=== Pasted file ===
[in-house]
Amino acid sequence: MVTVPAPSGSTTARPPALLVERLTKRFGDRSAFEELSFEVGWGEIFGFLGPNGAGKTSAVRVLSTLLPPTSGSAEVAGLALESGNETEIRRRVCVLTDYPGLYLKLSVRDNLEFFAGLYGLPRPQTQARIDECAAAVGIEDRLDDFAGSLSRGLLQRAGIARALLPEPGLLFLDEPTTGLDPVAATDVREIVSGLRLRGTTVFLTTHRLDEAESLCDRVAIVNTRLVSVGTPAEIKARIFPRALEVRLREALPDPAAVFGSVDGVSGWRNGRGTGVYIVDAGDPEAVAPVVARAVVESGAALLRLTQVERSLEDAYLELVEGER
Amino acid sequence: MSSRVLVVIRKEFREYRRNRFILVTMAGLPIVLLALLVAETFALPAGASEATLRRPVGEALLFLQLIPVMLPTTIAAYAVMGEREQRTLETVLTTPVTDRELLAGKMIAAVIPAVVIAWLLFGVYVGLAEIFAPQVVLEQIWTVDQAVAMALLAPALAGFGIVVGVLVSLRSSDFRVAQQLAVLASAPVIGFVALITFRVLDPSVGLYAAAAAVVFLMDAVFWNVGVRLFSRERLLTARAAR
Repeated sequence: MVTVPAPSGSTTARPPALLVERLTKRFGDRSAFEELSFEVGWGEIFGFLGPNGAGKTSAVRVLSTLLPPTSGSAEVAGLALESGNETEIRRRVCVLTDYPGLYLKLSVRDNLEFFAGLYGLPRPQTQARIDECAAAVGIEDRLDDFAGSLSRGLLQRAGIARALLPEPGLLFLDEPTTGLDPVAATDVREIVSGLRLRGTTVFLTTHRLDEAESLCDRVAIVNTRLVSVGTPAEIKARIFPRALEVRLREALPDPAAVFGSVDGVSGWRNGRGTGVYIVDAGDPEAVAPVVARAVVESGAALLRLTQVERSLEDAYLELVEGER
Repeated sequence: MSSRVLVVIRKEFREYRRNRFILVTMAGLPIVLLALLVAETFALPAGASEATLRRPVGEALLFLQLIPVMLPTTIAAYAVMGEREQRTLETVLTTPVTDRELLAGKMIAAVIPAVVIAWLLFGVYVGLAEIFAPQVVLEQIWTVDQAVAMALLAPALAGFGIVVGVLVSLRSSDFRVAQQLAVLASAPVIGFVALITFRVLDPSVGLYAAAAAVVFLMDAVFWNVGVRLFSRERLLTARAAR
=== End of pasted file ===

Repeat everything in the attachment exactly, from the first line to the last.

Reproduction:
[in-house]
Amino acid sequence: MVTVPAPSGSTTARPPALLVERLTKRFGDRSAFEELSFEVGWGEIFGFLGPNGAGKTSAVRVLSTLLPPTSGSAEVAGLALESGNETEIRRRVCVLTDYPGLYLKLSVRDNLEFFAGLYGLPRPQTQARIDECAAAVGIEDRLDDFAGSLSRGLLQRAGIARALLPEPGLLFLDEPTTGLDPVAATDVREIVSGLRLRGTTVFLTTHRLDEAESLCDRVAIVNTRLVSVGTPAEIKARIFPRALEVRLREALPDPAAVFGSVDGVSGWRNGRGTGVYIVDAGDPEAVAPVVARAVVESGAALLRLTQVERSLEDAYLELVEGER
Amino acid sequence: MSSRVLVVIRKEFREYRRNRFILVTMAGLPIVLLALLVAETFALPAGASEATLRRPVGEALLFLQLIPVMLPTTIAAYAVMGEREQRTLETVLTTPVTDRELLAGKMIAAVIPAVVIAWLLFGVYVGLAEIFAPQVVLEQIWTVDQAVAMALLAPALAGFGIVVGVLVSLRSSDFRVAQQLAVLASAPVIGFVALITFRVLDPSVGLYAAAAAVVFLMDAVFWNVGVRLFSRERLLTARAAR
Repeated sequence: MVTVPAPSGSTTARPPALLVERLTKRFGDRSAFEELSFEVGWGEIFGFLGPNGAGKTSAVRVLSTLLPPTSGSAEVAGLALESGNETEIRRRVCVLTDYPGLYLKLSVRDNLEFFAGLYGLPRPQTQARIDECAAAVGIEDRLDDFAGSLSRGLLQRAGIARALLPEPGLLFLDEPTTGLDPVAATDVREIVSGLRLRGTTVFLTTHRLDEAESLCDRVAIVNTRLVSVGTPAEIKARIFPRALEVRLREALPDPAAVFGSVDGVSGWRNGRGTGVYIVDAGDPEAVAPVVARAVVESGAALLRLTQVERSLEDAYLELVEGER
Repeated sequence: MSSRVLVVIRKEFREYRRNRFILVTMAGLPIVLLALLVAETFALPAGASEATLRRPVGEALLFLQLIPVMLPTTIAAYAVMGEREQRTLETVLTTPVTDRELLAGKMIAAVIPAVVIAWLLFGVYVGLAEIFAPQVVLEQIWTVDQAVAMALLAPALAGFGIVVGVLVSLRSSDFRVAQQLAVLASAPVIGFVALITFRVLDPSVGLYAAAAAVVFLMDAVFWNVGVRLFSRERLLTARAAR